---- pg 14-22, Gerard Gertoux "Dating the Shoshenq's Campaign in Palesting"
---- see:

Note that 'Megiddo' was one of the places in the above quote. I remind you that in Megiddo was found an ancient inscription with Shoshenq's name on it.

"The only right way to date the beginning of the 22nd dynasty is to date the end of the 21st dynasty, b ecasue the chronology of these dynasties can be dixed by 14C datings fn9 (highlighted in grey), by synchronisms with the Babylonian and Assyrian chronologies or by some astronomical phenomena (highlighted in blue):"
-- pg 3, IBID.

Then Gertoux lists 31 egyptian kings covering dynasties 20 to 26 in a 6 column table giving the lengths and years (BCE) of their reigns. The result for Shoshenq I is:

Reign (Grimal): 945-924
Reign according to synchronisms: 980-959

Gertoux also discusses the statue of Osorkon I (Shoshenq's son) found at Byblos in Canaan which also has Shoshenq's name along with the local ruler at Byblos 'Abibaal son of Yehimilk.' Apparently the dating of Abibaal and another Byblos king 'Elibaal' (found on another statue) are under debate. Gertoux in 'Jonah vs King of Nineveh: Chronological, Historical and Archaeological Evidence' states:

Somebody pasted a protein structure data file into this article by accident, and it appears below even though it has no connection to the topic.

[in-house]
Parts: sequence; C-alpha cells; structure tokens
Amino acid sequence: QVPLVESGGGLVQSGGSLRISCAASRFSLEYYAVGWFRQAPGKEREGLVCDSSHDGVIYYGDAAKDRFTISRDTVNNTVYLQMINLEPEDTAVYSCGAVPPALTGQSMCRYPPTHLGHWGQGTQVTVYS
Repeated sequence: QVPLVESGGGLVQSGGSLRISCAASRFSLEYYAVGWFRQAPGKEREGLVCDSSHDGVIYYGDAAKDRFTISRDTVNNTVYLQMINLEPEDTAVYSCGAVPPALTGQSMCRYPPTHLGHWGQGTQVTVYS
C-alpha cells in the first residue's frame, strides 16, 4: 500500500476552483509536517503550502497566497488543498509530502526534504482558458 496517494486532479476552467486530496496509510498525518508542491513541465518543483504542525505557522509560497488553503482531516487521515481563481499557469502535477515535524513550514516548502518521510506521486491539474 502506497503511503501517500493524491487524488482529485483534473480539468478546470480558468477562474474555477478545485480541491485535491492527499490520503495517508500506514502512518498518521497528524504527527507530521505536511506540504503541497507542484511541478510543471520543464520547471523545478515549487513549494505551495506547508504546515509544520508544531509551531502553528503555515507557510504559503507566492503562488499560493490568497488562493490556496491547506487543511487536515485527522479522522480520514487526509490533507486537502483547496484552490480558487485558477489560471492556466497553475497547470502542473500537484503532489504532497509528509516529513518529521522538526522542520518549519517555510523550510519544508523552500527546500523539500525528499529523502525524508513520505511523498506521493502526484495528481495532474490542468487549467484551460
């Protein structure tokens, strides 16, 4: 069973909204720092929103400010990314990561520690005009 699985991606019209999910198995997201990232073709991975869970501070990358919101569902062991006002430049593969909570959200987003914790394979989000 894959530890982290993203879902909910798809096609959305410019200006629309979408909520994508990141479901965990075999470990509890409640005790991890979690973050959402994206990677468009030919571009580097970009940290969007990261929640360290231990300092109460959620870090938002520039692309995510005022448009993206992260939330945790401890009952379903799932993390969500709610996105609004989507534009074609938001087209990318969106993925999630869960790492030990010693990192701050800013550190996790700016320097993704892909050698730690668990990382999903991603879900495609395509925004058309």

"The succession of kings at Byblos is: Ahiram, Ithobaal Abibaal, Yehimilk, Elibaal and Shipitbaal fn248. Abibaal was a contemporary of Shoshenq I (980-959) and Elibaal was a contemporary of Osorkon I fn248 (959-924)
fn248 S.Moscati - The World of Phoenicians, London, 1968 ed. ..pp. 10-11
fn249 A. Lemaire - La datation des rois de Byblos Abibaal et Elibaal et les relations entre l'Egypte el le Levant au Xe sieche av."


    • Re: carbon14 ressurrection of DavidJoe Baker, Fri Mar 23 09:12